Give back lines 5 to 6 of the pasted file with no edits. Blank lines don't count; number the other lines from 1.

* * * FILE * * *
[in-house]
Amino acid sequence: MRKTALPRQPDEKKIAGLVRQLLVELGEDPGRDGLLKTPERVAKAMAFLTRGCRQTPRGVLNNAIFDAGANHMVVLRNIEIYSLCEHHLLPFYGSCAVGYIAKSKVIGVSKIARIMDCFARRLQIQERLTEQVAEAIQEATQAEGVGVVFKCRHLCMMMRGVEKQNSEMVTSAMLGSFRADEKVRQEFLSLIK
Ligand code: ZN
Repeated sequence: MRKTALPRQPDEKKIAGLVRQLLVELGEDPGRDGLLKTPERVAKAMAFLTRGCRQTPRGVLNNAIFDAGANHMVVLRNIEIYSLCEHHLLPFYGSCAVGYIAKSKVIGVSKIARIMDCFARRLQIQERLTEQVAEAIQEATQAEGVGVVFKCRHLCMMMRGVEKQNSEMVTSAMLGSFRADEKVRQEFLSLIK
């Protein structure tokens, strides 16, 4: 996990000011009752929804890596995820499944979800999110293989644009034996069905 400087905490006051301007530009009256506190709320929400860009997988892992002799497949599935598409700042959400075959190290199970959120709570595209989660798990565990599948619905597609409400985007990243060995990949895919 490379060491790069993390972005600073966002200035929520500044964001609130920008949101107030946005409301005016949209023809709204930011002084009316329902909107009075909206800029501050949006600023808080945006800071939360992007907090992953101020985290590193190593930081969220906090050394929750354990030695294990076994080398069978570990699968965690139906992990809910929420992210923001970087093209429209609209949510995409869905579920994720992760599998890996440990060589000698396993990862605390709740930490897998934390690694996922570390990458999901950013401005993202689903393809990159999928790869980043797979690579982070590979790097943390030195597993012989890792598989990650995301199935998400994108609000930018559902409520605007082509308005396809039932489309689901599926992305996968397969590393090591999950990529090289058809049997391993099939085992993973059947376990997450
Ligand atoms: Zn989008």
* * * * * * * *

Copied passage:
């Protein structure tokens, strides 16, 4: 996990000011009752929804890596995820499944979800999110293989644009034996069905 400087905490006051301007530009009256506190709320929400860009997988892992002799497949599935598409700042959400075959190290199970959120709570595209989660798990565990599948619905597609409400985007990243060995990949895919 490379060491790069993390972005600073966002200035929520500044964001609130920008949101107030946005409301005016949209023809709204930011002084009316329902909107009075909206800029501050949006600023808080945006800071939360992007907090992953101020985290590193190593930081969220906090050394929750354990030695294990076994080398069978570990699968965690139906992990809910929420992210923001970087093209429209609209949510995409869905579920994720992760599998890996440990060589000698396993990862605390709740930490897998934390690694996922570390990458999901950013401005993202689903393809990159999928790869980043797979690579982070590979790097943390030195597993012989890792598989990650995301199935998400994108609000930018559902409520605007082509308005396809039932489309689901599926992305996968397969590393090591999950990529090289058809049997391993099939085992993973059947376990997450
Ligand atoms: Zn989008």